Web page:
Our 2022 outlook for the construction market
Building on firm ground
If there is one thing the construction industry loathes, it’s uncertainty. Yet that’s exactly what contractors and project owners alike have dealt with for nearly two years.
As the COVID-19 pandemic continues to snarl schedules, supply chains, labor availability, procurement and delivery strategies, and more, contractors and other industry stakeholders have had to push forward with an incomplete map of what lies ahead.
It hasn’t all been negative. Many sectors are on firm ground. The residential market did well in 2021, particularly in the multifamily housing sector. The warehouse and distribution sector also saw growth this past year, thanks to continued demand for e-commerce. Onshoring efforts continue to drive activity in the manufacturing sector, and the healthcare market came out on top as well. The infrastructure sector is on the verge of a rapid upswing with the passage of the $1 trillion infrastructure bill.
On the opposite end of the equation are retail, hospitality and commercial office space.
Retail, of course, took a hit with the accelerated adoption of e-commerce during the pandemic. While the hospitality sector is showing signs of recovery, growth is sluggish as businesses struggle with a workforce shortage. And in the office sector, the success of remote-work strategies will continue to shrink the market for at least the next 12 to 18 months. The education sector was cold throughout 2021, but many on-hold projects could thaw out in the coming year. However, activity in this sector will depend on revenues and funding, creating yet more unknowns for industry stakeholders.
One thing that is certain: The industry will see a continuation of many trends that emerged in 2021. However, there is reason for optimism. The coming year holds much promise for contractors that are adaptable, flexible and technologically savvy. Here’s what to watch for in the new year:
After a steady push into the urban core, the tide has turned. Remote-work arrangements are enabling people to migrate to areas where their dollars go farther, such as outer-ring suburbs and low-tax states. The residential construction market is absorbing much of this growth right now. Eventually, though, it will drive gains across other sectors. Contractors that want to come out ahead need to watch migration patterns and start building market strategies now for high-growth areas.
Supply chain headaches
Material shortages complicated schedules and budgets throughout 2021. Contractors can expect more of the same for at least the next 12 months. Novel work-arounds are emerging in response to the volatility, such as transitioning from just-in-time deliveries to just-in-case purchasing. Project owners have shown they are willing to pay higher up-front costs for goods and storage if it will keep their budgets in check and projects on track.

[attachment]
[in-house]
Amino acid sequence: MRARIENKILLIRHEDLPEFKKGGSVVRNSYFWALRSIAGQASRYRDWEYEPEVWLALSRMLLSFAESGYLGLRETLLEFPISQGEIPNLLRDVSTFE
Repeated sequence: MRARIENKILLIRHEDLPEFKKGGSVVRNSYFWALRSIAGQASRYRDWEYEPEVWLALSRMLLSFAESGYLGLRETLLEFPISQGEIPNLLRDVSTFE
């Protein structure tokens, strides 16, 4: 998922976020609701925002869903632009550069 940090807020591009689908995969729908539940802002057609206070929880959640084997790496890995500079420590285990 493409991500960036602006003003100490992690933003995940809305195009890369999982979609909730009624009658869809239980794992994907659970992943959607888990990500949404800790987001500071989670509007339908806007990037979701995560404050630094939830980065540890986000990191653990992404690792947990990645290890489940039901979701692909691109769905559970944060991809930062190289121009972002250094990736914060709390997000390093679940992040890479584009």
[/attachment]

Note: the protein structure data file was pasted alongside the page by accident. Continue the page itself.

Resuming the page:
The construction industry’s labor shortage is not new, but the pandemic has made it more acute. Labor is now a limited resource, and attracting and retaining employees has become critical. In addition to offering higher wages, more companies are investing in retention strategies, including long-term or deferred payment plans.
Vaccination requirements will put added pressure on contractors’ staffing plans. The Biden administration’s vaccination mandate is certainly one issue driving this. However, as more organizations require that anyone working on their premises be vaccinated, contractors may need to account for vaccination status when staffing projects. In addition, health insurance rates may rise for people who choose not to be vaccinated. Contractors may need to make tough decisions until the pandemic fully recedes.
The digital advantage
Digital tools and platforms have already proven their ability to shorten schedules, improve accuracy and increase efficiency. Contractors will increasingly discover that they provide an advantage in attracting younger, tech-savvy workers, too. One note of caution: With the expanded use of digital technology comes the elevated risk of cybercrime. To protect their operations, contractors will need to sharpen their digital security strategies.
While the infrastructure bill has been closely followed by industry stakeholders, other regulatory changes and legislation bear watching in 2022. Among them are the American Rescue Plan (ARP) Act of 2021, which will provide financial assistance to certain underfunded multiemployer pension plans. In addition, new lease accounting standards spelled out under Accounting Standards Codification (ASC) 842 will affect how some nonpublic companies account for long-term leases. Contractors that haven’t sought guidance from their accounting professionals on this matter will want to do so soon.
A rise in auto and umbrella insurance costs are prompting many contractors to rethink traditional perks. For example, we are seeing more contractors offer a monthly stipend in place of a company-owned vehicle to curb rising premiums. It’s one way that the uncertainties and higher costs of 2021 are reshaping the industry for years to come.